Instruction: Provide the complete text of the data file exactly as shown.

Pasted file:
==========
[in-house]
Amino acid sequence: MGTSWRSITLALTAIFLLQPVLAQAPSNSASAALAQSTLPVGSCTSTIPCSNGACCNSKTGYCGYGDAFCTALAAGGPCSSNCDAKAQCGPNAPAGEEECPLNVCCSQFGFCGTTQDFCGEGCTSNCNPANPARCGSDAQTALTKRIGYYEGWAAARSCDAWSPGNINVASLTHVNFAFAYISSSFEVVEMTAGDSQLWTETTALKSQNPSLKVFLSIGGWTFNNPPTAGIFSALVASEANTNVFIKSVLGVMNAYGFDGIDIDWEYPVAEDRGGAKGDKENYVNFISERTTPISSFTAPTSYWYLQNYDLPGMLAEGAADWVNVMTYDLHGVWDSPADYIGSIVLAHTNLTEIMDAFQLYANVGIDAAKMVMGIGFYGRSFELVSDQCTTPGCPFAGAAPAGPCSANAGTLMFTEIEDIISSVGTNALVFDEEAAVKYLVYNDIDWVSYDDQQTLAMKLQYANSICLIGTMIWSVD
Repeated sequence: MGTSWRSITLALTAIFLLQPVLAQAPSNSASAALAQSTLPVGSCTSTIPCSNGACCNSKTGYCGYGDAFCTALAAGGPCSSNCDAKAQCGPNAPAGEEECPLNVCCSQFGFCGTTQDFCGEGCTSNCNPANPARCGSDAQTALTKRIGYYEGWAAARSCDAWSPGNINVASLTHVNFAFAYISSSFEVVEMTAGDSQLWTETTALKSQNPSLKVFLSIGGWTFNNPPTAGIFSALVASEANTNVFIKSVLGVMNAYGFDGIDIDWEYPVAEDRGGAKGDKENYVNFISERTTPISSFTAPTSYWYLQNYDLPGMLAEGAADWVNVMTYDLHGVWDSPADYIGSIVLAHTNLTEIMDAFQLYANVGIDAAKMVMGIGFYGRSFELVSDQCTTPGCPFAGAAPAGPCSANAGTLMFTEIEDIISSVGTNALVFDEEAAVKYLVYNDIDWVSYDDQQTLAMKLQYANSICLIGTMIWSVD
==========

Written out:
[in-house]
Amino acid sequence: MGTSWRSITLALTAIFLLQPVLAQAPSNSASAALAQSTLPVGSCTSTIPCSNGACCNSKTGYCGYGDAFCTALAAGGPCSSNCDAKAQCGPNAPAGEEECPLNVCCSQFGFCGTTQDFCGEGCTSNCNPANPARCGSDAQTALTKRIGYYEGWAAARSCDAWSPGNINVASLTHVNFAFAYISSSFEVVEMTAGDSQLWTETTALKSQNPSLKVFLSIGGWTFNNPPTAGIFSALVASEANTNVFIKSVLGVMNAYGFDGIDIDWEYPVAEDRGGAKGDKENYVNFISERTTPISSFTAPTSYWYLQNYDLPGMLAEGAADWVNVMTYDLHGVWDSPADYIGSIVLAHTNLTEIMDAFQLYANVGIDAAKMVMGIGFYGRSFELVSDQCTTPGCPFAGAAPAGPCSANAGTLMFTEIEDIISSVGTNALVFDEEAAVKYLVYNDIDWVSYDDQQTLAMKLQYANSICLIGTMIWSVD
Repeated sequence: MGTSWRSITLALTAIFLLQPVLAQAPSNSASAALAQSTLPVGSCTSTIPCSNGACCNSKTGYCGYGDAFCTALAAGGPCSSNCDAKAQCGPNAPAGEEECPLNVCCSQFGFCGTTQDFCGEGCTSNCNPANPARCGSDAQTALTKRIGYYEGWAAARSCDAWSPGNINVASLTHVNFAFAYISSSFEVVEMTAGDSQLWTETTALKSQNPSLKVFLSIGGWTFNNPPTAGIFSALVASEANTNVFIKSVLGVMNAYGFDGIDIDWEYPVAEDRGGAKGDKENYVNFISERTTPISSFTAPTSYWYLQNYDLPGMLAEGAADWVNVMTYDLHGVWDSPADYIGSIVLAHTNLTEIMDAFQLYANVGIDAAKMVMGIGFYGRSFELVSDQCTTPGCPFAGAAPAGPCSANAGTLMFTEIEDIISSVGTNALVFDEEAAVKYLVYNDIDWVSYDDQQTLAMKLQYANSICLIGTMIWSVD